This morning I received a coronavirus update for Rocky Mountain National Park from the concessions manager. The italics are mine:
In accordance with guidance from the White House, CDC, state and local public health authorities, the Department of the Interior and the National Park Service are working to gradually resume operations and access to national parks in a safe manner. The National Park Service will continue to work with state and local officials as these changes are implemented.
The health and safety of our visitors, employees, volunteers, and partners continues to be paramount. Our operational approach will be to examine each facility function and service provided to ensure those operations comply with current public health guidance.
Park staff are going through that decision and planning process now. At this time, it is unknown when the exact date of a phased reopening of Rocky Mountain National Park will occur.
Last week I received a similarly vague update from Yosemite, as well as a request for feedback from organizations with Commercial Use Authorizations (CUA’s). Again, italics are mine:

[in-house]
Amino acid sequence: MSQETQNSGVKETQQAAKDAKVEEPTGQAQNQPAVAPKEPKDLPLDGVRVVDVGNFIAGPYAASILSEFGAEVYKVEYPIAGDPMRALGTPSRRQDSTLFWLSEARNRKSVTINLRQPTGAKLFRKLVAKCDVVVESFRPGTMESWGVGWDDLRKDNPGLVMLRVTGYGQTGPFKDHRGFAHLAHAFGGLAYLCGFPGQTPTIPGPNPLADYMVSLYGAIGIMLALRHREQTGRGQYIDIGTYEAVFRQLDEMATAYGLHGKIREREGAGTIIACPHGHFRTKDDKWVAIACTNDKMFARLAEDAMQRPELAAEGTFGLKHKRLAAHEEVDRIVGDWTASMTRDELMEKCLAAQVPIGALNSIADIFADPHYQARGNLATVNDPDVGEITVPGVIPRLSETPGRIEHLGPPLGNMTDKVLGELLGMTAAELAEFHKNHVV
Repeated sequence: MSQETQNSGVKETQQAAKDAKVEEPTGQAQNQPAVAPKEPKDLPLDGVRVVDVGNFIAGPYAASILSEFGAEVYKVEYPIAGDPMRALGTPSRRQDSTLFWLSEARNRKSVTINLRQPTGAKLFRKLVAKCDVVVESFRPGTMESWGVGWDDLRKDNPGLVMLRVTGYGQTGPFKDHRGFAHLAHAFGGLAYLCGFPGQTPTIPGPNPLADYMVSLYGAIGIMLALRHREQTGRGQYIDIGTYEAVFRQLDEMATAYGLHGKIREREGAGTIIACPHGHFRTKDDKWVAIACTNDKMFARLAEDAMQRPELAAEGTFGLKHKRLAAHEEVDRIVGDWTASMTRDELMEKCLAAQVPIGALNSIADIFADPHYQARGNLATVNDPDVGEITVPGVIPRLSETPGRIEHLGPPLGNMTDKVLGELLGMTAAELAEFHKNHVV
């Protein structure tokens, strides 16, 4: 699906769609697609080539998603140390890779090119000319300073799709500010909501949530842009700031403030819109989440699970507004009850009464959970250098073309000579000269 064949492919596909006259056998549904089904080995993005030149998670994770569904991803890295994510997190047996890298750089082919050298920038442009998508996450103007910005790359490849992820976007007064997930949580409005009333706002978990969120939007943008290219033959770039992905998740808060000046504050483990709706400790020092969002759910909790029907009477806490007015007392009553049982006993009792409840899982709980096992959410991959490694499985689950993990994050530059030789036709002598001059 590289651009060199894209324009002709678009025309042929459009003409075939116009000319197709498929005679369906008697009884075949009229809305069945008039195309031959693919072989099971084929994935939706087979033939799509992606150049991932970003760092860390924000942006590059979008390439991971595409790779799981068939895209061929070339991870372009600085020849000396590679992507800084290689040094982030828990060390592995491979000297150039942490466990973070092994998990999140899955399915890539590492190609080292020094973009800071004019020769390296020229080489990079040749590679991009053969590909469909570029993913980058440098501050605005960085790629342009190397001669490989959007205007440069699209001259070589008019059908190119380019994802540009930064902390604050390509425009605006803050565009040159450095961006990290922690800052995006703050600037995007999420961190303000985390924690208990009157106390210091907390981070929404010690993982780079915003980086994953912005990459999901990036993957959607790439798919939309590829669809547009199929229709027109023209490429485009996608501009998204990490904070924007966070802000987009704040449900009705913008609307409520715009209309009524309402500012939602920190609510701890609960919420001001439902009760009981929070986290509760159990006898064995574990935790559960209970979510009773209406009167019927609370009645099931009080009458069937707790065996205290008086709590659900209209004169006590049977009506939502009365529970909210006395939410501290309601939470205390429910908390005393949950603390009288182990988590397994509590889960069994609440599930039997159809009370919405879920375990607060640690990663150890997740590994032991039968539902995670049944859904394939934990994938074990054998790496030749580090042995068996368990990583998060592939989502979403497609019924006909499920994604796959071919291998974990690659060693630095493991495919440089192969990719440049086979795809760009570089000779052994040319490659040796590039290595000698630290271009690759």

We are working on plans for a phased reopening. There is no start date as of yet.
I’m asking a few of our CUA holders to email me with information about what you plan to do when the park is re-opened to commercial use. As you know, [when] facilities and businesses begin to [re-open] they will be operating differently due to continued requirements to protect the public from exposure to Covid-19.
We are looking at ways to allow visitors to enjoy the park but keep exposure to a minimum. If you could take a few minutes to reply I’d appreciate it.
I’ve read news articles about the re-opening of other National Parks (e.g. Glacier), and all accounts seem consistent. Essentially, NPS is saying, “We’re figuring it out, but we’re not there yet, and your National Parks experience in 2020 will probably be different than what you’re used to.”
For the iconic parks in the Mountain West, the coronavirus outbreak has so far been inconvenient but not catastrophic — the start of peak summer traffic is still 6-8 weeks away. But like every organization, each park unit must rethink all its systems before it can reopen, including employee housing, entry fee collection, food and retail service, and backcountry permit pickup. And what will be done about high-use attractions like Bear Lake and the Mist Trail, where social distancing would ordinarily be impractical?
A lot of summer fun is dependent on the reopening of our parks — and a lot of livelihoods, too, including my own. I hope they figure it out soon, and figure it out right.